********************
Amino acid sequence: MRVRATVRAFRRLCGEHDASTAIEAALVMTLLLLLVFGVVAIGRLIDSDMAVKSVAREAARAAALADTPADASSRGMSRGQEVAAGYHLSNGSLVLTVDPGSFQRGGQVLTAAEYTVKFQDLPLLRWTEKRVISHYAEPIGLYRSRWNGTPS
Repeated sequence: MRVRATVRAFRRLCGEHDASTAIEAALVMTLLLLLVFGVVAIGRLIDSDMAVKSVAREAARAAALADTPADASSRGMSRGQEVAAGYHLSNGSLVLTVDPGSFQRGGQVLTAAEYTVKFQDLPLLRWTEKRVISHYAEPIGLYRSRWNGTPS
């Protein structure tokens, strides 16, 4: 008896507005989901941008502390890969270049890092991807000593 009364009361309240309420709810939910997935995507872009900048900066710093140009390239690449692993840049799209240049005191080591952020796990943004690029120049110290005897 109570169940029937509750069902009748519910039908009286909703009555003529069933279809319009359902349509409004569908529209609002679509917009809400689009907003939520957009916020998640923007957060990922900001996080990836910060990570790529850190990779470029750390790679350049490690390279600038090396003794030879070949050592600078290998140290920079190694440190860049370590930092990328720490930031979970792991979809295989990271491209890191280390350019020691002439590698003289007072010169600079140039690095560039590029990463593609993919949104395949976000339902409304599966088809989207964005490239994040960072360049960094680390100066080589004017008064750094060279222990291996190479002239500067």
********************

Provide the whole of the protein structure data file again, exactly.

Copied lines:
Amino acid sequence: MRVRATVRAFRRLCGEHDASTAIEAALVMTLLLLLVFGVVAIGRLIDSDMAVKSVAREAARAAALADTPADASSRGMSRGQEVAAGYHLSNGSLVLTVDPGSFQRGGQVLTAAEYTVKFQDLPLLRWTEKRVISHYAEPIGLYRSRWNGTPS
Repeated sequence: MRVRATVRAFRRLCGEHDASTAIEAALVMTLLLLLVFGVVAIGRLIDSDMAVKSVAREAARAAALADTPADASSRGMSRGQEVAAGYHLSNGSLVLTVDPGSFQRGGQVLTAAEYTVKFQDLPLLRWTEKRVISHYAEPIGLYRSRWNGTPS
């Protein structure tokens, strides 16, 4: 008896507005989901941008502390890969270049890092991807000593 009364009361309240309420709810939910997935995507872009900048900066710093140009390239690449692993840049799209240049005191080591952020796990943004690029120049110290005897 109570169940029937509750069902009748519910039908009286909703009555003529069933279809319009359902349509409004569908529209609002679509917009809400689009907003939520957009916020998640923007957060990922900001996080990836910060990570790529850190990779470029750390790679350049490690390279600038090396003794030879070949050592600078290998140290920079190694440190860049370590930092990328720490930031979970792991979809295989990271491209890191280390350019020691002439590698003289007072010169600079140039690095560039590029990463593609993919949104395949976000339902409304599966088809989207964005490239994040960072360049960094680390100066080589004017008064750094060279222990291996190479002239500067």